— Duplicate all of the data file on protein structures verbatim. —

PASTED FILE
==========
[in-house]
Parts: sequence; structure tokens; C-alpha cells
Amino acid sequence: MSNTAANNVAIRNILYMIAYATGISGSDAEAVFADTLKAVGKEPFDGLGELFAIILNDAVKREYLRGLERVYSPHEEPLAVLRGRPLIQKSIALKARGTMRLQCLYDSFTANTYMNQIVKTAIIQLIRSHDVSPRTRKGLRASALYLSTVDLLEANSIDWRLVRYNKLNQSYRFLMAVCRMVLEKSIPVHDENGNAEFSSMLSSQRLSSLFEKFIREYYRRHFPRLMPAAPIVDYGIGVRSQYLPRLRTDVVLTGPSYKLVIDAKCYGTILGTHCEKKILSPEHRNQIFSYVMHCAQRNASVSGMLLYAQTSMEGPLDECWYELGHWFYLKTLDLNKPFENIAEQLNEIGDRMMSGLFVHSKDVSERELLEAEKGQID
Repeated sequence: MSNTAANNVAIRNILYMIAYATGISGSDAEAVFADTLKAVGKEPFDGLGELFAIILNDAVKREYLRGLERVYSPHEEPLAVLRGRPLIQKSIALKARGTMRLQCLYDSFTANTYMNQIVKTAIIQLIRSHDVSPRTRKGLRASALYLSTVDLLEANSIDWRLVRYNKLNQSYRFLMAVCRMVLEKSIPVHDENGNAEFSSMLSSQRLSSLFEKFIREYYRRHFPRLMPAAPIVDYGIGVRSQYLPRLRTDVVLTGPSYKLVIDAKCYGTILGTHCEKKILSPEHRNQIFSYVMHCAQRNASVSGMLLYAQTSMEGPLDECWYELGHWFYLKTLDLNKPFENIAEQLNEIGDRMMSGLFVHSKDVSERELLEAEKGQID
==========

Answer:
[in-house]
Parts: sequence; structure tokens; C-alpha cells
Amino acid sequence: MSNTAANNVAIRNILYMIAYATGISGSDAEAVFADTLKAVGKEPFDGLGELFAIILNDAVKREYLRGLERVYSPHEEPLAVLRGRPLIQKSIALKARGTMRLQCLYDSFTANTYMNQIVKTAIIQLIRSHDVSPRTRKGLRASALYLSTVDLLEANSIDWRLVRYNKLNQSYRFLMAVCRMVLEKSIPVHDENGNAEFSSMLSSQRLSSLFEKFIREYYRRHFPRLMPAAPIVDYGIGVRSQYLPRLRTDVVLTGPSYKLVIDAKCYGTILGTHCEKKILSPEHRNQIFSYVMHCAQRNASVSGMLLYAQTSMEGPLDECWYELGHWFYLKTLDLNKPFENIAEQLNEIGDRMMSGLFVHSKDVSERELLEAEKGQID
Repeated sequence: MSNTAANNVAIRNILYMIAYATGISGSDAEAVFADTLKAVGKEPFDGLGELFAIILNDAVKREYLRGLERVYSPHEEPLAVLRGRPLIQKSIALKARGTMRLQCLYDSFTANTYMNQIVKTAIIQLIRSHDVSPRTRKGLRASALYLSTVDLLEANSIDWRLVRYNKLNQSYRFLMAVCRMVLEKSIPVHDENGNAEFSSMLSSQRLSSLFEKFIREYYRRHFPRLMPAAPIVDYGIGVRSQYLPRLRTDVVLTGPSYKLVIDAKCYGTILGTHCEKKILSPEHRNQIFSYVMHCAQRNASVSGMLLYAQTSMEGPLDECWYELGHWFYLKTLDLNKPFENIAEQLNEIGDRMMSGLFVHSKDVSERELLEAEKGQID